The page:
Rochester has an uncanny knack for flying under the radar. Despite boasting a rich roster of museums, restaurants, craft breweries and festivals, few have experienced its delights despite being only three hours away from Toronto. Like its rust belt cousins, Rochester was dealt a blow when its main industry declined. While both Kodak and the city’s heyday is long gone, its rebounding neighbourhoods and tech startups are breathing new life into Upstate New York’s cultural capital.
What to do
Though its charms are numerous, Rochester’s green spaces may deserve top billing – how many cities can lay claim to a downtown waterfall? Follow the Genesee River for 45 minutes outside the city limits and you’ll be rewarded with a view of Letchworth State Park (pictured above), fittingly referred to as the “Grand Canyon of the East.” Recently voted Best State Park in America, Letchworth boasts three waterfalls, hiking trails and white water rafting – so whether you stay overnight and camp, or take a day trip from River Spring, Letchworth warrants a full day of exploring.
Culture vultures will find much to love. The Memorial Art Gallery, affectionately nicknamed “the mini-MET,” boasts an impressive permanent collection including work by Infinity Mirrors artist, Yayoi Kusama. Take a stroll around the George Eastman Museum; the restored Georgian Revival home of the Kodak founder is the world’s oldest photography museum.
What to eat and drink
We recommend kicking off the weekend with a visit to Rochester Public Market, which has faithfully served the community since 1905. More than 200 vendors peddle everything from local honey, apples and pierogis to avocados and delicacies from around the world. The operation spreads across three covered outdoor sheds, every Saturday from 5 a.m. to 3 p.m. The surrounding market district is just as bountiful; take a stroll down Railroad Street and stop at Boxcar for doughnuts in wacky flavours like crème brûlée or bacon. Then wash it down with an IPA next door at Rohrbach Beer Hall, where Rochester’s craft brewery renaissance began.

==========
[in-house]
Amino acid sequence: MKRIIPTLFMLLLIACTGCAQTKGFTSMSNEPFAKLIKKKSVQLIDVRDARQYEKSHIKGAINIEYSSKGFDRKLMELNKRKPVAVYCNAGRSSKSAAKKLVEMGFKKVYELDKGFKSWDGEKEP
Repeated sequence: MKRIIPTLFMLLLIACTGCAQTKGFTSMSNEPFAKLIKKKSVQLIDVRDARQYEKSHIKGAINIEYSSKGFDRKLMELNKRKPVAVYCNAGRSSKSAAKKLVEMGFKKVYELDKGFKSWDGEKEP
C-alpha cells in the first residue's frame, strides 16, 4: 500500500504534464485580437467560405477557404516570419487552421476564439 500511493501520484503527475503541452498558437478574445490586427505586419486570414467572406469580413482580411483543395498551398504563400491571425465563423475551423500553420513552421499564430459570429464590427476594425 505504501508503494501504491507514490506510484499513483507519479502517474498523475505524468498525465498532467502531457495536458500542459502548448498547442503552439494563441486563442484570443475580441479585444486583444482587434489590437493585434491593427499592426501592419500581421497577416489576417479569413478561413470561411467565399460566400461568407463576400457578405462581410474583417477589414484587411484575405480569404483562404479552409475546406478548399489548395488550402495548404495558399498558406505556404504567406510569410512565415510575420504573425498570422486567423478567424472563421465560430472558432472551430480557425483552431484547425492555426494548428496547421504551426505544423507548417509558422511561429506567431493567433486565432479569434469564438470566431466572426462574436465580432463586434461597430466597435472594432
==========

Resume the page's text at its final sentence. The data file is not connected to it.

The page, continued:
For dinner, hit the Cub Room. Sure, this moody eatery would be at home in Manhattan but it makes just as much sense in the South Wedge area of Rochester. The Cub Room, a speakeasy-cum-restaurant styled on the Prohibition era, is run by Greg and Jodi Johnson, restaurateurs with 20 years’ experience in NYC. The area has seen an influx of trendy spots in recent years, including the Playhouse/Swillburger, a bar and arcade in a renovated church. Order the Cub Room’s house-smoked pork cheeks, which come slathered in a mouthwatering apricot BBQ sauce or the gnudi pasta dish of the day. Alternatively, grab a seat at the bar and wait for Gatsby to pour you another.
Where to stay
River Spring Lodge is an intimate boutique lodge located between Buffalo and Rochester, making it an attractive base for exploring both areas. Chef David and Carolyn Hamer opened the River Spring Lodge just over a year ago, and have been providing guests with a one-two punch of delicious farm-to-table dining and the kind of hospitality and service that feels like a warm hug ever since.
Most of the rooms are set on the second floor of the lodge, with just a few on the lower level reserved for groups. Many rooms have balconies and look over onto the wooded wetlands – it’s not uncommon to spot deer and other wildlife on the 20 acres at River Spring. River Spring Lodge is currently working on building out some trails that can be used in wintertime – until that’s up and running, spring or fall is the best time to visit, when the leaves are changing.